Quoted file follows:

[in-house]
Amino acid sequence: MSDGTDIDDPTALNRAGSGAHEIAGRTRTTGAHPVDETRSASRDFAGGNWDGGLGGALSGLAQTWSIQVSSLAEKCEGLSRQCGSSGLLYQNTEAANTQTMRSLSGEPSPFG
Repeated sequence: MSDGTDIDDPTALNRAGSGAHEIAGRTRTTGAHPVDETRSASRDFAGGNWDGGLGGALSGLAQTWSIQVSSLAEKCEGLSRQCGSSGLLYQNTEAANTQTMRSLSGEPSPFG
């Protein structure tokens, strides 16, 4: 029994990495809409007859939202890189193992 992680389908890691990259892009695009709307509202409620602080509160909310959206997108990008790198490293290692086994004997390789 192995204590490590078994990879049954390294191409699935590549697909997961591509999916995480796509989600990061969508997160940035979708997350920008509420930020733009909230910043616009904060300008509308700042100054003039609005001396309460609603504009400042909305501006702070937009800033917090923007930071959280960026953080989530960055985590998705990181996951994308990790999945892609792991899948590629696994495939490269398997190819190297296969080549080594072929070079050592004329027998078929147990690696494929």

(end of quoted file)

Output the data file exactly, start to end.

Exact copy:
[in-house]
Amino acid sequence: MSDGTDIDDPTALNRAGSGAHEIAGRTRTTGAHPVDETRSASRDFAGGNWDGGLGGALSGLAQTWSIQVSSLAEKCEGLSRQCGSSGLLYQNTEAANTQTMRSLSGEPSPFG
Repeated sequence: MSDGTDIDDPTALNRAGSGAHEIAGRTRTTGAHPVDETRSASRDFAGGNWDGGLGGALSGLAQTWSIQVSSLAEKCEGLSRQCGSSGLLYQNTEAANTQTMRSLSGEPSPFG
């Protein structure tokens, strides 16, 4: 029994990495809409007859939202890189193992 992680389908890691990259892009695009709307509202409620602080509160909310959206997108990008790198490293290692086994004997390789 192995204590490590078994990879049954390294191409699935590549697909997961591509999916995480796509989600990061969508997160940035979708997350920008509420930020733009909230910043616009904060300008509308700042100054003039609005001396309460609603504009400042909305501006702070937009800033917090923007930071959280960026953080989530960055985590998705990181996951994308990790999945892609792991899948590629696994495939490269398997190819190297296969080549080594072929070079050592004329027998078929147990690696494929």